In the current glut of reboots, revamps, abandoned series left to flail, and draining every single last drop of revenue out of dead franchises leaving them in bleached, cadaverous ruin, I mentioned in my last post how our culture is starving for new stories.
Part of the reason behind the massive momentum of a series like Game of Thrones, up until it suffered its horrendous creative demise, was its originality. Folks who weren’t fans of fantasy embraced the new world of Westeros, probably out of sheer imaginative cachectia.
In light of such sparse content of new stories, settings, creatures, and characters, I’m a bit stunned by the lack of buzz about Carnival Row, the new series by René Echevarria and Travis Beacham and starring Orlando Bloom and Cara Delevigne.
From its dark setting, Lovecraftian environment, multi-nation worldbuild, very cool races, and sharp writing, Carnival Row is a breath of fresh storytelling I’ve been craving.
And without spoiling anything…Cthulhu.
For many years now (especially since watching that dreaded last season of GoT), I’ve been pleading for any new worlds and original stories set in them. Carnival Row pulls that off in spades.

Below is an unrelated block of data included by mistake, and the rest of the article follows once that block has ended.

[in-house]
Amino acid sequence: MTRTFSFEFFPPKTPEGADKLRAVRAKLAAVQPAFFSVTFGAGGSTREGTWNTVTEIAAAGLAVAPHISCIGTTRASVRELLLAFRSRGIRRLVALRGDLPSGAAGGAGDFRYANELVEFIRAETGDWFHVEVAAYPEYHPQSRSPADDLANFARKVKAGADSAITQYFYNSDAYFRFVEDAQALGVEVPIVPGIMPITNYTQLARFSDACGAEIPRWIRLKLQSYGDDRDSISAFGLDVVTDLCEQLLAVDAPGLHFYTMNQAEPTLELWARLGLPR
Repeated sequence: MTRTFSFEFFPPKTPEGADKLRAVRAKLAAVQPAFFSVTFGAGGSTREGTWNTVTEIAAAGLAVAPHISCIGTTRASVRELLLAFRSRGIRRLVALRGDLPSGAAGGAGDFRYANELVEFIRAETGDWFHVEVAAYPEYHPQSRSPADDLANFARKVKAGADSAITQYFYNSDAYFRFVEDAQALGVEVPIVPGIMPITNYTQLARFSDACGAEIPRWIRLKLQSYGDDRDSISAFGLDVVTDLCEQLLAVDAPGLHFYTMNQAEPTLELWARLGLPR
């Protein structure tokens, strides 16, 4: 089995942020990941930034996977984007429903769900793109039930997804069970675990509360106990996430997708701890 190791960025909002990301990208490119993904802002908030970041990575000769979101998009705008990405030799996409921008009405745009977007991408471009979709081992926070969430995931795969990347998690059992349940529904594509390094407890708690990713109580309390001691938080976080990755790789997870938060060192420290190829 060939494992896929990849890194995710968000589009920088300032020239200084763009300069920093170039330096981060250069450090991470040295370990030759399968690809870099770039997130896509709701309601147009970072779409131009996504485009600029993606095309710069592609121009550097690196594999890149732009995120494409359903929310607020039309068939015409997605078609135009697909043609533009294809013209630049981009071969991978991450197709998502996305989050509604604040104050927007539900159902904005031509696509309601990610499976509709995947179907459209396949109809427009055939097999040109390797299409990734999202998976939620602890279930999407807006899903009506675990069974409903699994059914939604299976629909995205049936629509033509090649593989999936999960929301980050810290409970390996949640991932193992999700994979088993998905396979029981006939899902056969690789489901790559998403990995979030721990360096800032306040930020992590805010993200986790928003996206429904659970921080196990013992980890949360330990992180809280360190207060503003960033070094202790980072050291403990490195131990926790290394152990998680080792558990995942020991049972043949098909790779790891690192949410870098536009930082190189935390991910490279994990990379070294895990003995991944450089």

Bloom’s character is dour and brooding, and actually has good reason. His conflict unfolds over the span of the entire season, carefully unfolding and intertwining into the Burgue, his city and its politics. Delevingne’s character of the embittered war refugee is both gripping and justified.
It ‘s not a perfect show; there are a few glaring plot pits (EVERY time a Pix takes flight, they lift one leg in a Peter Pan manner that drove me bananas. By episode four I was screaming at the screen for them to “stop DOING that!” And the big villain reveal plays out a bit…ridiculous. Not to brag, but I rewrote that scene into an epic reveal/battle that would have worked perfectly in the time it took me to make a pot of coffee).
But, Carnival Row overcomes these forgiveables with sheer will and dense metaphor for our modern, troubling times. It actually gets darker over the last four episodes, a refreshing change from shows that fail to cross the finish line as they gag and sputter, deprived of any heart or blood from their writers these days.
I’m not sure if I live in a cave, or if it’s because it’s an Amazon production, but for whatever reason, ignore your hesitation and go find this show. It’s certainly a relief from the average rehashed, reheated, leftover fare we have all gotten used to choking on.